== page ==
What is your Research Focus?
Our goal in the Nolan lab is to understand mechanisms that lead to chronic cognitive dysfunction and neurodegeneration after traumatic brain injury (TBI). Our approach towards this goal is multifaceted, including investigation of local circuit structure and function in preclinical models of TBI and analysis of the neuropathology and neurodegenerative disease patterns in human TBI.
Local microcircuits are the functional nodes that underlie the distributed computations of the brain. The local effects of axonal injury or other mediators of secondary injury, such as as those mediated by reactive gliosis, within these microcircuits are not known. Understanding how altered local circuits interplay with distributed functional disconnectivity will be vital to address cognitive dysfunction and give insight into the progressive neurodegeneration that can occur in patients after TBI. Furthermore, controlling the plasticity of local cortical circuits may represent a plausible target for therapeutic intervention. Our research specifically focuses on microcircuit physiology with the goal of understanding vulnerability in the microcircuit, both how this vulnerability occurs, and how it promotes network and behavioral dysfunction. Specific projects currently include investigation of mechanisms of selective vulnerability of somatostatin interneurons in the orbitofrontal cortex after TBI and how these neurons influence deficits in reversal learning, and understanding how satellite microglia influence neuronal activity and change their response after injury.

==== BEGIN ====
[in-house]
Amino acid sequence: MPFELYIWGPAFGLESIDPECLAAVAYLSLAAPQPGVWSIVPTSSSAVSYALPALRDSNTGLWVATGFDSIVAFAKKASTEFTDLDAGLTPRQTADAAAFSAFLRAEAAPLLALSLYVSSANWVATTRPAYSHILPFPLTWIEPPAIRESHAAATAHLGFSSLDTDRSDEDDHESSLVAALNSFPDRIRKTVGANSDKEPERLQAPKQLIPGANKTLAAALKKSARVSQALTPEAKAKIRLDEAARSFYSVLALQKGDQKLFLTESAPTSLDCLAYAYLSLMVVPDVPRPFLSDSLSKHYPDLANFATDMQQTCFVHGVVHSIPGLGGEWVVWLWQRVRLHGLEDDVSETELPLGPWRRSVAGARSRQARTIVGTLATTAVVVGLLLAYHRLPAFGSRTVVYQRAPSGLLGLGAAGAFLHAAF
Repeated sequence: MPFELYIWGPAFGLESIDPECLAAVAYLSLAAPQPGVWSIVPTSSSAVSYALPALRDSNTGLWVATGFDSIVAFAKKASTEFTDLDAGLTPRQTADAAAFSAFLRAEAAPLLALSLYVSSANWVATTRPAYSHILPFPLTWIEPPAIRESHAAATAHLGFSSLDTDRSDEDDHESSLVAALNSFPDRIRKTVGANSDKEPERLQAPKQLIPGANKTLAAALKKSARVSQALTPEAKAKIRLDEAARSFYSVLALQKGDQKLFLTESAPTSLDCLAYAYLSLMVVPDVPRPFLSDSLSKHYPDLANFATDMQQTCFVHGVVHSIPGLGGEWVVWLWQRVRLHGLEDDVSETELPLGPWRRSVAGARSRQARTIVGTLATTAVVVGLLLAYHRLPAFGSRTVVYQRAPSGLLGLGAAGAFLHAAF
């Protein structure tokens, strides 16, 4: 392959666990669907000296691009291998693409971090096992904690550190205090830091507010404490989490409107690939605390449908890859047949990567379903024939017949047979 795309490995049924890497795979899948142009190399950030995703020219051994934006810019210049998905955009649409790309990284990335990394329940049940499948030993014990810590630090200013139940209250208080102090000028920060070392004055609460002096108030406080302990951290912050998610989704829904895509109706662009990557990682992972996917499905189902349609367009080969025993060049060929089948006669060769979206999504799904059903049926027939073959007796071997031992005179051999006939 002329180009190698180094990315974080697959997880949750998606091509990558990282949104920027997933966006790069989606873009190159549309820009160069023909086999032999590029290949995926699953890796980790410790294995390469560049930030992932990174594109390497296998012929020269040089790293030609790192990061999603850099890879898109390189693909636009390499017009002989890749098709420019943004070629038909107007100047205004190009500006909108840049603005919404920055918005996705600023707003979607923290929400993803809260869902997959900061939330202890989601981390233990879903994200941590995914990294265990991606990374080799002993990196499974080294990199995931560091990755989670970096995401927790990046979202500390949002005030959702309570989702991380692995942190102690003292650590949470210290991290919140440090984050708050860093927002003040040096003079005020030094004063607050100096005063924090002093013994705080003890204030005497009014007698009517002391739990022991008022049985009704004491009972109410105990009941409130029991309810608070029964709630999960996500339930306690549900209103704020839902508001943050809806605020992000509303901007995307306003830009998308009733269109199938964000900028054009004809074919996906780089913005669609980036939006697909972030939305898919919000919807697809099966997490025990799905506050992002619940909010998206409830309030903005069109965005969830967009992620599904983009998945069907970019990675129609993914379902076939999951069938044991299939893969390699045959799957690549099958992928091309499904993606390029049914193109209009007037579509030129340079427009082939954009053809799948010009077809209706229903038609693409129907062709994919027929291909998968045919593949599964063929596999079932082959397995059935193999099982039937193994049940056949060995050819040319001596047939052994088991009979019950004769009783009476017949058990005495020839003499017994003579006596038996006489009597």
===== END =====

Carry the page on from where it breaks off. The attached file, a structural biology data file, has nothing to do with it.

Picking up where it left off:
What opportunities at the UW excite you?
The people at the University of Washington are why I decided to come here. I have found unprecedented mentorship from numerous faculty in departments throughout pathology, neurosurgery, and neurology just in the first few months of moving here in the middle of a pandemic. Thus, I am most excited to continue to work together with these amazing people to further research not just in traumatic brain injury, but neurodegeneration and basic neuroscience. I am also very excited to start becoming that same type of mentor as I advance in my career.
Image of a satellite microglia (green) wrapping around the soma of a neuron (red). Data so far suggests these microglia control neuronal excitability in the orbitofrontal cortex